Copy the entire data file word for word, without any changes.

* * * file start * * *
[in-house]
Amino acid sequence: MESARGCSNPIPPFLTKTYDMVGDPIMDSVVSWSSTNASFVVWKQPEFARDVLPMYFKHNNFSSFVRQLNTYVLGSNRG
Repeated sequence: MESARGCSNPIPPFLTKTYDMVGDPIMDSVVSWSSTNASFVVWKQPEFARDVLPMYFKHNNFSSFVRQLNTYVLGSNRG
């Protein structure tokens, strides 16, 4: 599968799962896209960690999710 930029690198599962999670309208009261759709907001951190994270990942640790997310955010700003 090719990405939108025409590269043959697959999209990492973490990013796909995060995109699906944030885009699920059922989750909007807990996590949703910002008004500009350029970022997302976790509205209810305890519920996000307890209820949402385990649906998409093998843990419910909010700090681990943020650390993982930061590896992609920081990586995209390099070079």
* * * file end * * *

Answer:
[in-house]
Amino acid sequence: MESARGCSNPIPPFLTKTYDMVGDPIMDSVVSWSSTNASFVVWKQPEFARDVLPMYFKHNNFSSFVRQLNTYVLGSNRG
Repeated sequence: MESARGCSNPIPPFLTKTYDMVGDPIMDSVVSWSSTNASFVVWKQPEFARDVLPMYFKHNNFSSFVRQLNTYVLGSNRG
């Protein structure tokens, strides 16, 4: 599968799962896209960690999710 930029690198599962999670309208009261759709907001951190994270990942640790997310955010700003 090719990405939108025409590269043959697959999209990492973490990013796909995060995109699906944030885009699920059922989750909007807990996590949703910002008004500009350029970022997302976790509205209810305890519920996000307890209820949402385990649906998409093998843990419910909010700090681990943020650390993982930061590896992609920081990586995209390099070079």